Monday, 28 January 2013

A Storm of Swords by George R.R. Martin


It took me quite a while to read the third volume of A Song of Ice and Fire because I chose to read the version split into two paperbacks, making it easier to carry around and also enabling me to take a little break half way through.  And I honestly needed the break because this is one of the most epic books I've ever read.  It's by far the best of the series and there's no way I can gush about how fantastic it is without mentioning spoilers, so consider yourself warned!

So many dramatic events take place - it's like Martin spent books one and two building up to this epic, clearing the decks type of story.  By the end of the second paperback there was a game-changing event in practically every chapter and I was completely and utterly hooked.  I read the last 250 pages in one night, staying up much later than I should have done but I honestly could not put it down.  Reading the book made me feel happy, angry, frustrated, shocked and amazed all at once. 

The most shocking event was of course Robb's death during the Red Wedding.  It was at this point that I realised that George R.R. Martin's world really isn't a safe one for any character, even one that the author seemed to have been grooming to be the eventual winner all along.  It's been a while since I've felt actual anger at the direction a story was taking (I put the book down and complained to my husband, who has already read it) and it's a sign of how involved I was in the story.  Up until that point, I had thought Martin was working towards the Starks being the eventual victors, but now I'm not so sure.  The realisation that any of my favourite characters could be next in line for the axe made the story seem much more real and immediate.

After Robb's death, there were many other deaths but I was a bit desensitised.  I wasn't expecting Joffrey to actually die and will miss him in an I-loved-to-hate-him way, he was such a great villain.    Likewise I wasn't expecting Jaime to lose a hand or Tywin Lannister to be murdered.  I knew Littlefinger was not to be trusted,  but the last chapters at Eyrie revealed just how sinister and calculating he is.  And the ending with Catelyn was unexpected to say the least!

One thing I admire about George R.R. Martin is how he can make me completely revise my opinion on a character by offering their point of view.  In books one and two I thought there was nothing likeable about Jaime but through his story-line with Brienne he actually became one of my favourites.  Likewise the Hound. I'm still not keen on the Wall story-lines (although I do like Jon) and was secretly hoping Mance Ryder and the wildlings would win as that would have been more interesting.  Daenerys is an interesting character but I'm getting impatient for her to actually arrive in Westeros so her plot can link with the others.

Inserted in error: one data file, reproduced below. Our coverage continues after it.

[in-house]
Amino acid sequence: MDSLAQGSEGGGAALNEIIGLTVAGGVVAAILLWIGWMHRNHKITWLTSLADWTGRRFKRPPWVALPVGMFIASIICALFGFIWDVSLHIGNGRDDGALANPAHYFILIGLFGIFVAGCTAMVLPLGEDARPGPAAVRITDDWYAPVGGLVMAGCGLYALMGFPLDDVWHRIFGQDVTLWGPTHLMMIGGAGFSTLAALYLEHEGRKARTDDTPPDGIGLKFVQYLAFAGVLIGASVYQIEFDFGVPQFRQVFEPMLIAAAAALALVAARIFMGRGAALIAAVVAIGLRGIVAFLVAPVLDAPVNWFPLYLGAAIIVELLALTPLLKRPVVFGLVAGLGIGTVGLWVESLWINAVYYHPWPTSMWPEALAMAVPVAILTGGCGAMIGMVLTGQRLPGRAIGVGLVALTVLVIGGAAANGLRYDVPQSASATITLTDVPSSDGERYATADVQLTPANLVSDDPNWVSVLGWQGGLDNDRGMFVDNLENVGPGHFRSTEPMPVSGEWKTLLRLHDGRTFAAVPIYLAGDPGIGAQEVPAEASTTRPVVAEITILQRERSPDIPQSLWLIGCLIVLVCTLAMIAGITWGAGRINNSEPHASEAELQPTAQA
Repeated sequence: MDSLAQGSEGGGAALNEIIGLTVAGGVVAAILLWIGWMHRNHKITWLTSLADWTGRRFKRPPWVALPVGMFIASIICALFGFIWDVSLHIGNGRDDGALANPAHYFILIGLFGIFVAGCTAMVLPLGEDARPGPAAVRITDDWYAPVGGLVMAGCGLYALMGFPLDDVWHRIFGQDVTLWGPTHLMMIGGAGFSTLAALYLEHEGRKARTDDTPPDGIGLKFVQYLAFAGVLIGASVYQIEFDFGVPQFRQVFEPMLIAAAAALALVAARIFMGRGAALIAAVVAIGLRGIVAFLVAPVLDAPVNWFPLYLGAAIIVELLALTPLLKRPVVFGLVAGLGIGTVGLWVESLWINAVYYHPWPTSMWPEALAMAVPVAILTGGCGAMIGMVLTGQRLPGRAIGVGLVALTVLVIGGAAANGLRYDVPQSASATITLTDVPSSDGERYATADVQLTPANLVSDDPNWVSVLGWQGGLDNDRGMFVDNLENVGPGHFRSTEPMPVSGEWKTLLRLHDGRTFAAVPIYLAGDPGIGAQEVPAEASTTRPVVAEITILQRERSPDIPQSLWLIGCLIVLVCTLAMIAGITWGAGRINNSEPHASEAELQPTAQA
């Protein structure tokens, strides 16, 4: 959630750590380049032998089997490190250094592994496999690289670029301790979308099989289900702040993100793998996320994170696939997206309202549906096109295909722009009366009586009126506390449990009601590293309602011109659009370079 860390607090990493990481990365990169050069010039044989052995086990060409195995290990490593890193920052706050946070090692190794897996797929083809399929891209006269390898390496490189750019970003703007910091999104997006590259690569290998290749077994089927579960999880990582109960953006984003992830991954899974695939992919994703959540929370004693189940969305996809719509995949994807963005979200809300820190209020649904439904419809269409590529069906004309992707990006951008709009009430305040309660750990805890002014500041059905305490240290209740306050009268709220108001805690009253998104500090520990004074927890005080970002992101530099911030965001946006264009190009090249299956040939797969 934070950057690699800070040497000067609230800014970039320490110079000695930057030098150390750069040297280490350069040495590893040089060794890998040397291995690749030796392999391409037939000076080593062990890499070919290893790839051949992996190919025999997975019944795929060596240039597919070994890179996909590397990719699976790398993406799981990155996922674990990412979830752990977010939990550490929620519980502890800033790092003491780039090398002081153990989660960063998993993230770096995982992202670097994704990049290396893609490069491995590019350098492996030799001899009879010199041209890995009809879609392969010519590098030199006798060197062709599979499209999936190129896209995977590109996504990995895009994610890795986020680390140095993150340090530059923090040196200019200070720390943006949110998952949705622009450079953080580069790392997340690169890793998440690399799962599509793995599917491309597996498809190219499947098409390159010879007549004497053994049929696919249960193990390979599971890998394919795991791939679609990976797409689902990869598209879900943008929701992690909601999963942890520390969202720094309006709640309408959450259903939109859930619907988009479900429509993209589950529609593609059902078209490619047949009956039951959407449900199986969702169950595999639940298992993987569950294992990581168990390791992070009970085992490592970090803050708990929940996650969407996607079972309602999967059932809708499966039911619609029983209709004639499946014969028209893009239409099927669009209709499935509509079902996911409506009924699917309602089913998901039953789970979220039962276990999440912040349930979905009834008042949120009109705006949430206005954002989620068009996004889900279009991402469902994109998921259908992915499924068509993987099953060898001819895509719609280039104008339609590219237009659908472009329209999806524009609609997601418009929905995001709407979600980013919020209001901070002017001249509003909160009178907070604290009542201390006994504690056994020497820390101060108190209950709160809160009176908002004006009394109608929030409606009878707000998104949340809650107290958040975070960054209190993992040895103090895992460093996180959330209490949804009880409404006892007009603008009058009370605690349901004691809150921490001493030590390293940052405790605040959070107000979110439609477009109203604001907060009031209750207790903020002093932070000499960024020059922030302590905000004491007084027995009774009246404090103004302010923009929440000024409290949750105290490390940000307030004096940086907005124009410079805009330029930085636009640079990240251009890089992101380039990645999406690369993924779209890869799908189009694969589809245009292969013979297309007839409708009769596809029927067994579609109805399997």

It'll be interesting to see where Martin goes in the next book as the wars of the five Kings are well and truly over, with all but Stannis dead.  I have a feeling the pace will slow and the story will start to build up again before reaching a crescendo like this one in a few books time.  

Verdict: I haven't loved a book like I loved this one for a long time.
Source: Personal copy
Score: 5 out of 5

Sunday, 27 January 2013

Sam Sunday #2: House-Buying Limbo

So here we are a week later and still no real progress on the house buying situation, it's getting really frustrating.  We have sorted out an issue with our mortgage provider (they had the wrong information from our mortgage adviser at one point) but we still haven't exchanged contracts or you know, actually moved.  We are waiting on the current owner at the moment as we're done and dusted with the legal work; all we need to do is pay the solicitors and I'm not doing that until we have an exchange date.  My solicitor still thinks we could exchange on 1st Feb, but I'm dubious to say the least.  It's the half term break for us in three weeks, realistically I would like to either be moved by then or be actually moving during the week off.  I thought planning a wedding was stressful, but it's got nothing on buying a house!

I've been feeling a bit under the weather this weekend, I think the stress from this combined with some additional work stress has got to me.  I was supposed to spend some time with my sister and nephew yesterday, but I decided to rest instead and hopefully not pass any germs I may have on to the baby.  Instead I had a leisurely visit to the library (who else does this when stressed?) and then baked some coconut and lime cupcakes (see above).  We had this flavour combination on our wedding day so baking them always brings back happy memories.

Despite having a busy week, it's been a great week in terms of reading.  I've been reading the following:


I finally finished part two of A Storm of Swords and I just loved it - expect a gushing review soon!  I also finished book one, part one of War and Peace for the readalong I'm participating in and I expect to finish Property tonight as I've only got 40 pages to go.  All three books have been very enjoyable.

Saturday, 26 January 2013

Library Haul #2

I've been in a strange reading mood lately.  I usually love historical fiction, literary fiction and books set in other countries but at the moment I don't know what I feel like reading.  I blame George R.R. Martin's A Song of Ice and Fire; I finished Storm of Swords yesterday and it's such an all-encompassing, engrossing book that it's hard to know what to try next.  Hopefully my new stash of library books will help: